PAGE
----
As say the smallest number which cannot be described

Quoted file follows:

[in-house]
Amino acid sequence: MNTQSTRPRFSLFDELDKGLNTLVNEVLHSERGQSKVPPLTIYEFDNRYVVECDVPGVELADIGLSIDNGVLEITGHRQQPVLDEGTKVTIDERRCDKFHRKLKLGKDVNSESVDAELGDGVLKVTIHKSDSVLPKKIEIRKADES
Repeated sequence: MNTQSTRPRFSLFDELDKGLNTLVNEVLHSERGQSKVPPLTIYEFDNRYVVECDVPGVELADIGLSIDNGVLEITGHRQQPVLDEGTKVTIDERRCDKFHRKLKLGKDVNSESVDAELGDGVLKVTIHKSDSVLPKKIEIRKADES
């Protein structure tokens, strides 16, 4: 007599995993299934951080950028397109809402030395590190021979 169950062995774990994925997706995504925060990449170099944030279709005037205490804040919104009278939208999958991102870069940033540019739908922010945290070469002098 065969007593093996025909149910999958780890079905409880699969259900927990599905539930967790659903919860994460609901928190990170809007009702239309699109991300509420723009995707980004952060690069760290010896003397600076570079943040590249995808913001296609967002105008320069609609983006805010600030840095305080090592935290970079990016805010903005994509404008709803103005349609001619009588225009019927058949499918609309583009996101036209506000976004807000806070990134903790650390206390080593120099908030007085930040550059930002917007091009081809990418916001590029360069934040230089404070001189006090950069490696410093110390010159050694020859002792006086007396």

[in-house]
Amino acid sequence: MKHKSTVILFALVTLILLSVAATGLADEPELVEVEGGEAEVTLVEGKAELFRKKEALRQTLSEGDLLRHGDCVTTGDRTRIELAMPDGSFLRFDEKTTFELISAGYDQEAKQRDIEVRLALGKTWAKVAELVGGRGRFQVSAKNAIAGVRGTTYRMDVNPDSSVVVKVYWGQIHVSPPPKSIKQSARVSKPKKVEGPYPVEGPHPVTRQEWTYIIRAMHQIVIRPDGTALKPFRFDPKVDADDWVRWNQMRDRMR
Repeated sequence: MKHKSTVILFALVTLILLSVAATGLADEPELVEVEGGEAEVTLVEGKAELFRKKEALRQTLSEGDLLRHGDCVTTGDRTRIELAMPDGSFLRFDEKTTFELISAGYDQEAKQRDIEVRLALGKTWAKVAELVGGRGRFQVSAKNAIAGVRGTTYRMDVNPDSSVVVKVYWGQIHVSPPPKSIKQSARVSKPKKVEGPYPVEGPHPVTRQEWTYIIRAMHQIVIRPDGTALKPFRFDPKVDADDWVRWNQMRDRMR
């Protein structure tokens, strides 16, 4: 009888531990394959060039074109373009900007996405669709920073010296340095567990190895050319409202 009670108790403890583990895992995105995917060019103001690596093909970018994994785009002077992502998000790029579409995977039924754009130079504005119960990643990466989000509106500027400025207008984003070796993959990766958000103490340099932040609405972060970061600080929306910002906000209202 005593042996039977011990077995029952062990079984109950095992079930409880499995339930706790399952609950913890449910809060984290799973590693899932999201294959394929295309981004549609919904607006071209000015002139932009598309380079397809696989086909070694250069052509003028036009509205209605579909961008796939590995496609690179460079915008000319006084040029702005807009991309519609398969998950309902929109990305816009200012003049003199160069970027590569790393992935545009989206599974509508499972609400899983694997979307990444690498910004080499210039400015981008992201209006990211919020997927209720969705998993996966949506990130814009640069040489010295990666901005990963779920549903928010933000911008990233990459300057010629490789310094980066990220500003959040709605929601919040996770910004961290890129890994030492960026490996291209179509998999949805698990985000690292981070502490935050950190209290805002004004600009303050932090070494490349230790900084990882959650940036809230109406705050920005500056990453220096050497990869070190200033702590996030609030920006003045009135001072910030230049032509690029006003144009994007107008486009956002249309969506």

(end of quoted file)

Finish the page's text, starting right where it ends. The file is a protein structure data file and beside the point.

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as, say, “the smallest number which cannot be described in one hundred characters” (which contains 71 characters) and replace 50 with 100; the paradox remains intact. 5. Suppose we used our failed perfect shuffling of digits to mix the digits of the numbers ( x, y ) that describe a point on the square to get a (almost) one-to-one correspondence with the points on a line segment. (a) What point on the square would be paired with the point 0 . 120001000100010001 . . . ? With which point on the line does that point actually get paired? Is this a problem? Explain. (b) Repeat (a) for 0 . 12001001001001 . . . . Solution. (a) Reading off alternate digits from the number above, we get (0 . 100000 . . . , . 2010101 . . . ). But in setting up our one-to-one correspondence we declared that in case of ambiguity, we will always use the expansion of a number which ends in infinitely many nines. So this point in the square actually gets paired by treating it as (0 . 099999 . . . , . 2010101 . . . ) and so is paired with 0 . 0290919091 . . . . Thus this “one-to-one correspondence” fails to actually be one! (b) Reading off alternate digits gives (0 . 101001001 . . . , . 2001001001 . . . ), which is not a problem since neither of these ends in infinitely many zeroes. (B+S 3.5.11-12) 6. Prove that the cardinalities of points in the following two geometrical objects are equal (these objects are made up of little line segments – so they have no thickness) T L Solution. Each letter consists of a horizontal segment and a vertical segment. So we can construct a one-to-one correspondence between L and T by pairing the points in the horizon- tal segments with each other and the points in the vertical segments with each other. (B+S 3.5.17) 3
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